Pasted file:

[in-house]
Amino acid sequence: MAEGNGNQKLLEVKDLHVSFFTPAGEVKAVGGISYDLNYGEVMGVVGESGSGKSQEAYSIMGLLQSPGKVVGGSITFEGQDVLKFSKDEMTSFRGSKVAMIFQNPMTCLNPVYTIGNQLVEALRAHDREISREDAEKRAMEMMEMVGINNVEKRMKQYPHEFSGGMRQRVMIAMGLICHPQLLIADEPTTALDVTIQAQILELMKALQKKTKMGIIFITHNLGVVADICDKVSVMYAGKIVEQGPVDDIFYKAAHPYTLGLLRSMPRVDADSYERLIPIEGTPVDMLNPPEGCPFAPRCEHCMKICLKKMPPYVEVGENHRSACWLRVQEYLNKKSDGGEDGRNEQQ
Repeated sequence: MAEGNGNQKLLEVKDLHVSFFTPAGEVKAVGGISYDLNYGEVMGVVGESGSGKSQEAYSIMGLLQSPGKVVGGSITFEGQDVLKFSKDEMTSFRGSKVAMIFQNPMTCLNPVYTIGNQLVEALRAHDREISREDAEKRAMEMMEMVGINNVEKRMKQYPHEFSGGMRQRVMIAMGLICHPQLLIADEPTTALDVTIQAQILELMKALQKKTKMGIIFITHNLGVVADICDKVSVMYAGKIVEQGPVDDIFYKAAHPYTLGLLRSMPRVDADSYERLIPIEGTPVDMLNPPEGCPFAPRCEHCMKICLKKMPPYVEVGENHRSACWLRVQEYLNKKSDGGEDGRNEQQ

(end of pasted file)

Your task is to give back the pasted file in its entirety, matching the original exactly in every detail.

[in-house]
Amino acid sequence: MAEGNGNQKLLEVKDLHVSFFTPAGEVKAVGGISYDLNYGEVMGVVGESGSGKSQEAYSIMGLLQSPGKVVGGSITFEGQDVLKFSKDEMTSFRGSKVAMIFQNPMTCLNPVYTIGNQLVEALRAHDREISREDAEKRAMEMMEMVGINNVEKRMKQYPHEFSGGMRQRVMIAMGLICHPQLLIADEPTTALDVTIQAQILELMKALQKKTKMGIIFITHNLGVVADICDKVSVMYAGKIVEQGPVDDIFYKAAHPYTLGLLRSMPRVDADSYERLIPIEGTPVDMLNPPEGCPFAPRCEHCMKICLKKMPPYVEVGENHRSACWLRVQEYLNKKSDGGEDGRNEQQ
Repeated sequence: MAEGNGNQKLLEVKDLHVSFFTPAGEVKAVGGISYDLNYGEVMGVVGESGSGKSQEAYSIMGLLQSPGKVVGGSITFEGQDVLKFSKDEMTSFRGSKVAMIFQNPMTCLNPVYTIGNQLVEALRAHDREISREDAEKRAMEMMEMVGINNVEKRMKQYPHEFSGGMRQRVMIAMGLICHPQLLIADEPTTALDVTIQAQILELMKALQKKTKMGIIFITHNLGVVADICDKVSVMYAGKIVEQGPVDDIFYKAAHPYTLGLLRSMPRVDADSYERLIPIEGTPVDMLNPPEGCPFAPRCEHCMKICLKKMPPYVEVGENHRSACWLRVQEYLNKKSDGGEDGRNEQQ